July 17, 2019 TOLS

Do what thou wilt shall be the whole of the Law.

Reason is often a contentious topic in Thelema. The two injunctions regarding reason in the second chapter of the Book of the Law are quite clear:

2, 27: … there is great danger in me; for who doth not understand these runes shall make a great miss. He shall fall down into the pit called Because, and there he shall perish with the dogs of Reason.

and:

2: 32 Also reason is a lie; for there is a factor infinite & unknown; & all their words are skew-wise.

This injunctions don’t pose an easy concept to process. We can grasp the idea that intellect follows its own rules, which are socially and culturally conditioned: we don’t, for example, think like Ancient Greeks or Medieval theologians, because our assumptions aren’t theirs. Our modern reason, however,  is useful for designing software or fixing a leak in the bathroom plumbing, and uses some concepts unknown to our forebears.

Spiritual truth, though, can’t fit into the constraints of “A+B = C, therefore C-A = B.” Truth in itself is beyond the verbal, beyond syllogisms, and beyond anyone’s ability to state it. Once stated, it turns into an assertion, an almost-truth, cut off from its transcendent foundation. It might be interesting or useful, but it’s no longer capital-T Truth.

Moving past reason is especially a problem for more intelligent people. Smart ones can make quick assessments, and fast comparisons, but none of us, on our own, can easily circumvent our existing ways of thinking. I grapple with my own obtuseness on this all the time, and have to remind myself what my former teacher once said:

“Our intellect isn’t at all who we are, it’s the way we’ve structured the pathways of movement of who we are.”

Spiritual insight or realisation come to us when those pathways of movement are stilled, or at least temporarily realigned. “Cool ideas” aren’t necessarily the same thing as such insights.

One way of subverting the reasoning mind is simple disruption: a method once (and sometimes still) known as sex, drugs, and rock ‘n roll. Crowley tried the first two, but died too early for the third. But plenty of people have made up for what he missed out on.

Certainly these are important methods for showing us what lies outside conventional thinking and attitudes. I’m skeptical, however, that they necessarily do more than indicate that other ways of being are possible. Drugs wear off, and sometimes (in my experience) they’re not as helpful as their advocates claim. Good sex definitely opens portals, but most of us have to accept a lot of mediocre sex to get to them. Music is equally unpredictable, even if it too can wrench us open. On what level that happens depends on multiple factors, not just the decibel levels or bourgeoisie-offending lyrics or gestures. Using it to evoke violent ideas has, for sure, been cathartic for many people, going back a long way. But popular music, whatever the style or the performers, is a thing of time and place that doesn’t always hold up well over the years. As someone formed by the 1960s, I know only too well how one decade’s rebel is the next’s embarrassing cliché.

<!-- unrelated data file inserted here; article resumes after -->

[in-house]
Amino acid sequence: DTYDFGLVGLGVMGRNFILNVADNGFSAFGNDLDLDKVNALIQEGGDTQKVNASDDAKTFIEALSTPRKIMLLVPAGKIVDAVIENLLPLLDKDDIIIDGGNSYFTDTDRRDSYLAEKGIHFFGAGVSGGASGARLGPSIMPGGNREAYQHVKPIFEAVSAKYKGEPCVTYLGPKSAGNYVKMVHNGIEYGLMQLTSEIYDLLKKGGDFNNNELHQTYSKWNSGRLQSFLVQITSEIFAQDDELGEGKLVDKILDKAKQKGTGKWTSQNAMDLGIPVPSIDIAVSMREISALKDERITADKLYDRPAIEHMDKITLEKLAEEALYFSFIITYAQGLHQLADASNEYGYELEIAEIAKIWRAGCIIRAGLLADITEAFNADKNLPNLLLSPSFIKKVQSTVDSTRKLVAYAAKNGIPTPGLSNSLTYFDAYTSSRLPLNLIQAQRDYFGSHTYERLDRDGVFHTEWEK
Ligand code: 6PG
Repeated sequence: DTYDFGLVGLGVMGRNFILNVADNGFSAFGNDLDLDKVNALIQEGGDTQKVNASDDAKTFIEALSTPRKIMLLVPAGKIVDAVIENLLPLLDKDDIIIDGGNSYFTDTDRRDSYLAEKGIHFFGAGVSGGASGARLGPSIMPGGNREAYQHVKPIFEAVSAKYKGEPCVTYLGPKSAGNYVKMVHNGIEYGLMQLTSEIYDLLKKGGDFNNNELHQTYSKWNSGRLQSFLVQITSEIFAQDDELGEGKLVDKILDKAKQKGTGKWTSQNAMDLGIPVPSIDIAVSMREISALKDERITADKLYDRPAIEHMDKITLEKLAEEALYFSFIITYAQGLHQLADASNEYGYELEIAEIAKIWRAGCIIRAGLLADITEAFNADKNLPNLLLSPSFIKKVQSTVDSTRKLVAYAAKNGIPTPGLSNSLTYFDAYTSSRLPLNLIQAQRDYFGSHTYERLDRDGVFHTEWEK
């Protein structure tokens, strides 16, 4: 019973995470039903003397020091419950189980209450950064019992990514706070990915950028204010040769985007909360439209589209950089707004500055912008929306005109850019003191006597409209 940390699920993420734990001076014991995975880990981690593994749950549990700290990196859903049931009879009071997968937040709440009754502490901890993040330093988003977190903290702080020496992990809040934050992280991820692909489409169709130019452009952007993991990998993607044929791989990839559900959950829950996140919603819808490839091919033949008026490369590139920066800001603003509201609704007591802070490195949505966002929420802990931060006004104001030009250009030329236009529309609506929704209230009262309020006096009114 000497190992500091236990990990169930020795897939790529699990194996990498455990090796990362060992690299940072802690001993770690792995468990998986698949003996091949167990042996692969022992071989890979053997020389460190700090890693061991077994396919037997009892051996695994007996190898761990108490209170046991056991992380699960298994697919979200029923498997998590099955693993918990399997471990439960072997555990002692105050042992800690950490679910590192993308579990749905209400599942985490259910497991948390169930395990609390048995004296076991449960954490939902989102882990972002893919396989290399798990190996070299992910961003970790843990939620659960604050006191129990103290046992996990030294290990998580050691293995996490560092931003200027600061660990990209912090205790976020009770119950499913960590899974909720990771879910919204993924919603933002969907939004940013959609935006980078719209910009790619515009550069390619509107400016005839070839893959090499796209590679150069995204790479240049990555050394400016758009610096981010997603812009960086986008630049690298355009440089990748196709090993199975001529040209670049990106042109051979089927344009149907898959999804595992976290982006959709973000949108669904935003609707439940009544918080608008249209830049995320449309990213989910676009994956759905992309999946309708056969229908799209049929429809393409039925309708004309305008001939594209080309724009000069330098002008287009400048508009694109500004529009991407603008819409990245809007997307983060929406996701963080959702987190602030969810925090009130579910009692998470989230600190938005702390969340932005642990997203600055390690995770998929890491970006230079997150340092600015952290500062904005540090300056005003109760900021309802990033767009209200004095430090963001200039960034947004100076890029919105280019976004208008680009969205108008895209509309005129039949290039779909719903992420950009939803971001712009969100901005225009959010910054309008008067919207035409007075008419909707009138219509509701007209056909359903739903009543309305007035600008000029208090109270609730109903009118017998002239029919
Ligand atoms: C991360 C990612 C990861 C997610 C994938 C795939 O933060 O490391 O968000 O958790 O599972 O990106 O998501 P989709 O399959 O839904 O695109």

Spiritual practices offer a more arduous alternative, but also a more reliably lasting one. There’s always a “factor infinite & unknown” operative in Qabalistic magick and mysticism, and this is what ultimately and most effectively subverts our perpetually self-reinforcing and self-justifying reasoning. The mind itself stops, maybe just for microseconds, and is jolted sideways by the realisation that it’s been operating on really arbitrary lines, in an incessantly circular conversation. Reason can’t think outside of its own box, because it IS the box. It can only stop, and be replaced by a Big Something that’s not box-shaped, and which fits with no available language.

In particular, such truth often embraces two or more ideas that, looked at logically, are mutually exclusive. Crowley reminds us that eventually, we come to the point where atheism and theism, monism or pantheism can be equally valid (or invalid) ways of describing the same Truth, once it’s been realised and faced in all its implications.

Truth comes to us out of Silence, because Silence means the reason has shut up for a time. We might need more than a few such experiences to make us grasp the point, but one day we understand that reason is a lie simply because it’s inadequate. Or, as someone whose name I forget once put it, “Transcendence is homeless, because it can’t live in our reasoning minds.”

Love is the law, love under will,

Edward Mason

 

 

* “Petri, conteram cithera tua!” is Qabalistic dog-Latin for “Pete, smash your guitar!” The reference might be lost on people who were not formed by the 1960s.

 

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